Podcast Explores Proposed SOUL Family Permanency Option
The Annie E. Casey Foundation’s Jim Casey Fellows wanted a new way to create legal families for older youth in foster care. Their solution? A permanency option called SOUL Family.
A recent episode of the Imprint Weekly Podcast explores how the Fellows and their yearning for legal, loving and lifelong relationships led to SOUL Family.
The episode, “A Fourth Path to Permanency,” features then-Fellow Patricia “Patty” Duh and Leslie Gross, who directs the Foundation’s Family Well-Being Strategy Group. The podcast is hosted by John Kelly, senior editor of The Imprint.
During the interview, Gross and Duh — who has joined the Foundation’s staff since the podcast’s recording — explain how the permanency option would work. As proposed, SOUL Family would allow young people, ages 16 and older, to maintain legal ties to their biological parents and siblings while also identifying one or more adults to become their lifelong, legal caregivers when foster care ends.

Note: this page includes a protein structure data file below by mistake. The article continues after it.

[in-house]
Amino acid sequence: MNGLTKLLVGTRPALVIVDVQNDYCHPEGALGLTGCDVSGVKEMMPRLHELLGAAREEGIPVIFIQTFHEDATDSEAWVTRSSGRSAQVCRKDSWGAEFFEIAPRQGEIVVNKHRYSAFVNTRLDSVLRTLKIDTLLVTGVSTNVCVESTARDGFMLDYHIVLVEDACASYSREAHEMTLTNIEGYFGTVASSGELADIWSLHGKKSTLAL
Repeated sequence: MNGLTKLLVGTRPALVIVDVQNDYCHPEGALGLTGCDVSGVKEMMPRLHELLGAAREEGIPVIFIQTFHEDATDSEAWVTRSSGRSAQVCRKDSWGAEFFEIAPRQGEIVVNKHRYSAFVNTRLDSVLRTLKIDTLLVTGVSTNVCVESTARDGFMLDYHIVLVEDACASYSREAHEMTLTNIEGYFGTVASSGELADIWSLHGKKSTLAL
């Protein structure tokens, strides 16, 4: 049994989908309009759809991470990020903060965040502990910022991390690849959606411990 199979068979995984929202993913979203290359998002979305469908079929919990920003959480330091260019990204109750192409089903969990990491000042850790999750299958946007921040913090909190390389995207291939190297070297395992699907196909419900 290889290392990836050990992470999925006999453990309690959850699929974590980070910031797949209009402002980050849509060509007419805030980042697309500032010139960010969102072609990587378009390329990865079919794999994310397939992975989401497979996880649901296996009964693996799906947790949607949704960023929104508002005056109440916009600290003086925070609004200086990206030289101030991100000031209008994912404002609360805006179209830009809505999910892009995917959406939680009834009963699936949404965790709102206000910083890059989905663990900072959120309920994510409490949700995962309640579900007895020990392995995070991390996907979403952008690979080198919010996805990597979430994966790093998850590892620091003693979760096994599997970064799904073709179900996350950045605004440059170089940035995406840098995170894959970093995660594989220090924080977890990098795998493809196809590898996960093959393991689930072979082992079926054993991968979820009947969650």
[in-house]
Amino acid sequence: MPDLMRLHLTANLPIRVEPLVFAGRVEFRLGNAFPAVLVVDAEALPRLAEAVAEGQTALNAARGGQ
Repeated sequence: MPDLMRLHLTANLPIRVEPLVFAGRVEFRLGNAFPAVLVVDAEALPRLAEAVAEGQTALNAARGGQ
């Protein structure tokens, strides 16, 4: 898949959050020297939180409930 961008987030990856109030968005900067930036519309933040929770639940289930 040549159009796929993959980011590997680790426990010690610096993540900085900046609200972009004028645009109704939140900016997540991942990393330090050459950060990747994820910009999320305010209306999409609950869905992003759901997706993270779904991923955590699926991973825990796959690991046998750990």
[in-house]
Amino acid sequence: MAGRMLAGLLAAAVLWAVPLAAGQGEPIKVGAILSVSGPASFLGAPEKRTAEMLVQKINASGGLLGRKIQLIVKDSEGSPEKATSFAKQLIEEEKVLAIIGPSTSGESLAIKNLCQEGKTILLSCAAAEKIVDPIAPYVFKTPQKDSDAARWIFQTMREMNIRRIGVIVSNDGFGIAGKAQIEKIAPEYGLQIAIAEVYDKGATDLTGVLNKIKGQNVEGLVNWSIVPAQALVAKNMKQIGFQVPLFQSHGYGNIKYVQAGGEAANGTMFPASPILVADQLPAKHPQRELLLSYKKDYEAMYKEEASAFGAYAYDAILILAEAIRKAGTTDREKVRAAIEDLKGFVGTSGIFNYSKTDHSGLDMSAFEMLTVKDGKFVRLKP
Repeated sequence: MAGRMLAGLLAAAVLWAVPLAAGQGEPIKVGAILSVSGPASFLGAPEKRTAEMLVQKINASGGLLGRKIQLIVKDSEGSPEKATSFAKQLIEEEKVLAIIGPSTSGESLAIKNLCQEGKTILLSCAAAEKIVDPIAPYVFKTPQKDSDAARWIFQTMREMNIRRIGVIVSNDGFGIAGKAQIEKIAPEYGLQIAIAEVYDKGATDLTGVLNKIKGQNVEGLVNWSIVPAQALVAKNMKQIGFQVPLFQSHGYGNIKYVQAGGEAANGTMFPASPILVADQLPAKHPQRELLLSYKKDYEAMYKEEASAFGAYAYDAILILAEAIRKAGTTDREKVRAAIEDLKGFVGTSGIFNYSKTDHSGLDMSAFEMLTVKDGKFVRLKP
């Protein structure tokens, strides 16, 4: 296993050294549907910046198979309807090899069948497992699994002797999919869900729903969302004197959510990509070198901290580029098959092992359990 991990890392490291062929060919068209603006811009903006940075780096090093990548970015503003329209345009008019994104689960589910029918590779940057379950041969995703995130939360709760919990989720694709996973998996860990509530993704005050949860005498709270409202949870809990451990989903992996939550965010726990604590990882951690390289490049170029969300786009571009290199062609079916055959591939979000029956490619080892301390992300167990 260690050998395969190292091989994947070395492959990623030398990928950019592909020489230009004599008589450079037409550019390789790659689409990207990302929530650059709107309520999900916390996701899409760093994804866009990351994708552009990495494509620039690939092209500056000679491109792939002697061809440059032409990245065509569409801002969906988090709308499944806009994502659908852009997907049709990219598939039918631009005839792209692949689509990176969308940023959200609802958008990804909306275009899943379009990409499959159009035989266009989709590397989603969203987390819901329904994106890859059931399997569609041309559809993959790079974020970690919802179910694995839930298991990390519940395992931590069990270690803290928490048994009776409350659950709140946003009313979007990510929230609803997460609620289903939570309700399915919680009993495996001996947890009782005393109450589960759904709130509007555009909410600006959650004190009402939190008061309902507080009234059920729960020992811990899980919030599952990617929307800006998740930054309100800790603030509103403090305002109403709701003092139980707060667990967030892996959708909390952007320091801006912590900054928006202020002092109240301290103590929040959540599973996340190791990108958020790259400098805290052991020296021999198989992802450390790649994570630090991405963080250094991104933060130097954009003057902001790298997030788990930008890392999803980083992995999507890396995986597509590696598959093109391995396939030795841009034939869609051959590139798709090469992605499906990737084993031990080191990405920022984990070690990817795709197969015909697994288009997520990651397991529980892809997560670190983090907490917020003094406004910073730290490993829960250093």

“We’re trying to figure out how to connect our bio relatives to our new relatives,” says Duh, a Hawaii resident who experienced multiple placements before she aged out of foster care and tried to heal bonds with five siblings separated by the system. “One of my siblings was an island away from me. No one had tried to keep us connected.”
The SOUL Family proposal also reflects Jim Casey Fellows’ vision of a world in which every young person has legally recognized and trusted caregivers who mentor and support them into adulthood — and for the rest of their lives.
“Young people need, like all of us need, rock-solid forever connections — people we can rely on no matter what,” says Gross. “There is no end point for that.”